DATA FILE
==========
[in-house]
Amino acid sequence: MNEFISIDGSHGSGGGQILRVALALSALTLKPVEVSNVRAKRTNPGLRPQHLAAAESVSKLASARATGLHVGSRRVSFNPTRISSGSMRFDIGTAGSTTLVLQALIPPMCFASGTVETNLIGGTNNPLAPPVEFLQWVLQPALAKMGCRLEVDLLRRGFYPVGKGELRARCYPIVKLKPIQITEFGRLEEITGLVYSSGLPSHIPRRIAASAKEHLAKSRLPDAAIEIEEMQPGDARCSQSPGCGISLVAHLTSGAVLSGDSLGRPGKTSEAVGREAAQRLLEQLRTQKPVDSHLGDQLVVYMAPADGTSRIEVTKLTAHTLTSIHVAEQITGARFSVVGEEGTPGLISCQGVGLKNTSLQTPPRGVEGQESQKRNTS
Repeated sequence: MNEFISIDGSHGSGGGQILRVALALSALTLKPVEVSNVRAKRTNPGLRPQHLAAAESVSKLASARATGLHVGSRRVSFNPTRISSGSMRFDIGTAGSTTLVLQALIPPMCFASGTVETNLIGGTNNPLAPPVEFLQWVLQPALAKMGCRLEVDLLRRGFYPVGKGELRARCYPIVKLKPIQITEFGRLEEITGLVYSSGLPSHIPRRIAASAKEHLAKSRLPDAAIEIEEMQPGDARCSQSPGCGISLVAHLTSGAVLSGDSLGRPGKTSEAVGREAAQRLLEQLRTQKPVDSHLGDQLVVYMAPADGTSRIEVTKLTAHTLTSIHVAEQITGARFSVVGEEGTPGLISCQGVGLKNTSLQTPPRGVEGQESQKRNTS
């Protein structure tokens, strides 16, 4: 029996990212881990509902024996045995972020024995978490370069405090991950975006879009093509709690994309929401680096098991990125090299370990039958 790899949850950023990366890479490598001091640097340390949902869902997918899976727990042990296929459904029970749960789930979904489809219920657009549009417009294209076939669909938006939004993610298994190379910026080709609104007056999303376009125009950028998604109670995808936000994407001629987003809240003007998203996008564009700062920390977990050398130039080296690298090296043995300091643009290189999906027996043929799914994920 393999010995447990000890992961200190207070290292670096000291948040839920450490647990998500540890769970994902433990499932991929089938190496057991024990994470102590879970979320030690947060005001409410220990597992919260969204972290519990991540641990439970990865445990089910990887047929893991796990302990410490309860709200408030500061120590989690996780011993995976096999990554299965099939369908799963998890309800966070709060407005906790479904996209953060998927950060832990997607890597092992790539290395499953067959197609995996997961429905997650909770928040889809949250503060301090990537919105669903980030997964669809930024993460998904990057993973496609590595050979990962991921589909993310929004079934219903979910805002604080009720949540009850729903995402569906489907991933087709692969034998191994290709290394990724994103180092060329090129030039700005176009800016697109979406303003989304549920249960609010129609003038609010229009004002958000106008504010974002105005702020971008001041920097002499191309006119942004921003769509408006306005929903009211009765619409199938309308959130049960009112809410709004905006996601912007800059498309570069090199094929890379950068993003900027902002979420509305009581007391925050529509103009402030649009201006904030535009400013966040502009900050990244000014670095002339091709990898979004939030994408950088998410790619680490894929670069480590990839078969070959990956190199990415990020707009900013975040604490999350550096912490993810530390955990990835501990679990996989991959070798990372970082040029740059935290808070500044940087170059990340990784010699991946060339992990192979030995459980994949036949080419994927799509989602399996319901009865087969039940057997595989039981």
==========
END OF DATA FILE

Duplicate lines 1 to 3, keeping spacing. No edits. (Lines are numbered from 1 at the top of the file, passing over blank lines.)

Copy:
[in-house]
Amino acid sequence: MNEFISIDGSHGSGGGQILRVALALSALTLKPVEVSNVRAKRTNPGLRPQHLAAAESVSKLASARATGLHVGSRRVSFNPTRISSGSMRFDIGTAGSTTLVLQALIPPMCFASGTVETNLIGGTNNPLAPPVEFLQWVLQPALAKMGCRLEVDLLRRGFYPVGKGELRARCYPIVKLKPIQITEFGRLEEITGLVYSSGLPSHIPRRIAASAKEHLAKSRLPDAAIEIEEMQPGDARCSQSPGCGISLVAHLTSGAVLSGDSLGRPGKTSEAVGREAAQRLLEQLRTQKPVDSHLGDQLVVYMAPADGTSRIEVTKLTAHTLTSIHVAEQITGARFSVVGEEGTPGLISCQGVGLKNTSLQTPPRGVEGQESQKRNTS
Repeated sequence: MNEFISIDGSHGSGGGQILRVALALSALTLKPVEVSNVRAKRTNPGLRPQHLAAAESVSKLASARATGLHVGSRRVSFNPTRISSGSMRFDIGTAGSTTLVLQALIPPMCFASGTVETNLIGGTNNPLAPPVEFLQWVLQPALAKMGCRLEVDLLRRGFYPVGKGELRARCYPIVKLKPIQITEFGRLEEITGLVYSSGLPSHIPRRIAASAKEHLAKSRLPDAAIEIEEMQPGDARCSQSPGCGISLVAHLTSGAVLSGDSLGRPGKTSEAVGREAAQRLLEQLRTQKPVDSHLGDQLVVYMAPADGTSRIEVTKLTAHTLTSIHVAEQITGARFSVVGEEGTPGLISCQGVGLKNTSLQTPPRGVEGQESQKRNTS